It is possible that the day Freda was murdered was probably not the best day of her life. Her day had started so well. Being a famous novelist had its perks; one could work from home at an unflustered pace; one could (especially with money from best-sellers) spend a little on luxuries here and there.
Freda had looked forward to this day for a while. It was the day she was intending to introduce the murderer into her murder mystery. There’s no hurry to do these things; a murderer should be saved and savoured. The murderer was to be a male with flaxen hair; fairly young and athletic; pleasant to the nth degree. It was a ridiculous assumption that inexperienced writers held, to turn their evil characters into wizened, ugly people with a hunched back, and drooling or dribbling at the mouth. How more dramatic it is to have the handsome hero turn out to be the wicked one!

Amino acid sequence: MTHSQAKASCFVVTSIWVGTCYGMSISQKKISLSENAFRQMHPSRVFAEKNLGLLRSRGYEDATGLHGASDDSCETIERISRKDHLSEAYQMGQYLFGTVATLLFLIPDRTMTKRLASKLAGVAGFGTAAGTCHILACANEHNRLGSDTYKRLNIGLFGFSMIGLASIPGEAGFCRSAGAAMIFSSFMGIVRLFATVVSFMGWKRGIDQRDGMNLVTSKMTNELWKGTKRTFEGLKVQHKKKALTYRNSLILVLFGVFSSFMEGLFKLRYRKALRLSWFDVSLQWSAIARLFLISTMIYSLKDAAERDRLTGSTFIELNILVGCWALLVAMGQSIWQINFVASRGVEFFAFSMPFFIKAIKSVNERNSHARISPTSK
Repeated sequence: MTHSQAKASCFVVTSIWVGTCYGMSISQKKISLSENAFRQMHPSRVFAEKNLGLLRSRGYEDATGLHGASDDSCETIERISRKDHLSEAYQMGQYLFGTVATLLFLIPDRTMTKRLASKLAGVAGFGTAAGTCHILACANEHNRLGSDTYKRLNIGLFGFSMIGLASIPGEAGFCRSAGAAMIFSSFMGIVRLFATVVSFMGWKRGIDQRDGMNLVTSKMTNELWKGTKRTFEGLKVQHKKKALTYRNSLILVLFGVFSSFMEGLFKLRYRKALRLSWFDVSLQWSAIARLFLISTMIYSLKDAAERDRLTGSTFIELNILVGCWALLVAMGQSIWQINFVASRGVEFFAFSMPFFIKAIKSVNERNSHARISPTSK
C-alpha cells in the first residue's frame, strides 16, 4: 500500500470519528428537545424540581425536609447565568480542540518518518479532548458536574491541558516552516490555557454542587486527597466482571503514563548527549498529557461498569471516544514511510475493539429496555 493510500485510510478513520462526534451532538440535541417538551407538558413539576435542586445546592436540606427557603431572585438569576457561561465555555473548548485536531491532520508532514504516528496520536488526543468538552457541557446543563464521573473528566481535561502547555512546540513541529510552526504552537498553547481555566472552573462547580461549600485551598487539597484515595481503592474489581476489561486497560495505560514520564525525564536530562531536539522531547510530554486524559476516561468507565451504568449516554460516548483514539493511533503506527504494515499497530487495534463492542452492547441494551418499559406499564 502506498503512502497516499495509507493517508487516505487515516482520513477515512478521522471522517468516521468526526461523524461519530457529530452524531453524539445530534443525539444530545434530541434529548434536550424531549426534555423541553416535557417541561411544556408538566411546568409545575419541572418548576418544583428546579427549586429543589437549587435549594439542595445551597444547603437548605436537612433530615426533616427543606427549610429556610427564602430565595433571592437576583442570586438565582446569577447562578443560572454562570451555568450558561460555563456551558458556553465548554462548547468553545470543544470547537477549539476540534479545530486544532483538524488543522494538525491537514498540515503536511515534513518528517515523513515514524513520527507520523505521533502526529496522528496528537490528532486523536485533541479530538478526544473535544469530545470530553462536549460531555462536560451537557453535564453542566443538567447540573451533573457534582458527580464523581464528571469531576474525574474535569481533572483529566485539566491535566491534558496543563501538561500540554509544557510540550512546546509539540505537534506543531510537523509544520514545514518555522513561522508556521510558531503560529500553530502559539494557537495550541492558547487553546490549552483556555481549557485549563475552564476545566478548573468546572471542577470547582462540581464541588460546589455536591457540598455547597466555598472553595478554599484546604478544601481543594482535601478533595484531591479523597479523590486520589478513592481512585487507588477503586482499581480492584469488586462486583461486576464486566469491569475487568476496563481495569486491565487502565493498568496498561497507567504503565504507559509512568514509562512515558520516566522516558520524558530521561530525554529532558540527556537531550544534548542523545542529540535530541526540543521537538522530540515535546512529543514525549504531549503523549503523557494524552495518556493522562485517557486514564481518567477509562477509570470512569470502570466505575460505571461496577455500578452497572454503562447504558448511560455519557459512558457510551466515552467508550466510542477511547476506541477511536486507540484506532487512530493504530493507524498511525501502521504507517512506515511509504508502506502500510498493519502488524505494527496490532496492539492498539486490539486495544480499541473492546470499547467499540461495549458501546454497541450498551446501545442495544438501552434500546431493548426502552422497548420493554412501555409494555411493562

The first thing Freda did (after sleeping in a little late) was to go out for brunch. The guy in the bakery where she purchased her Danish pastry was called Blondie. He was such a pleasant fellow.
“Have a nice day, Blondie,” Freda said.
“You too, Freda,” said Blondie cheerfully.
Freda devoured her purchase as she ambled along the street to the coffee shop. The guy in the coffee shop where she ordered her takeaway coffee was called Snow. He was such a pleasant fellow.
“Have a nice day, Snow,” Freda said.
“You too, Freda,” said Snow cheerfully.
On such a delightful sunny late morning Freda thought she would walk home the long way. There was no hurry. Perhaps she would call her murderer Blondie or Snow. And how best to do the murder? Perhaps the two of them were in league! Now, that was a good idea! And what would be the motive?
Freda arrived home and sat down to write; for the last time, I might add.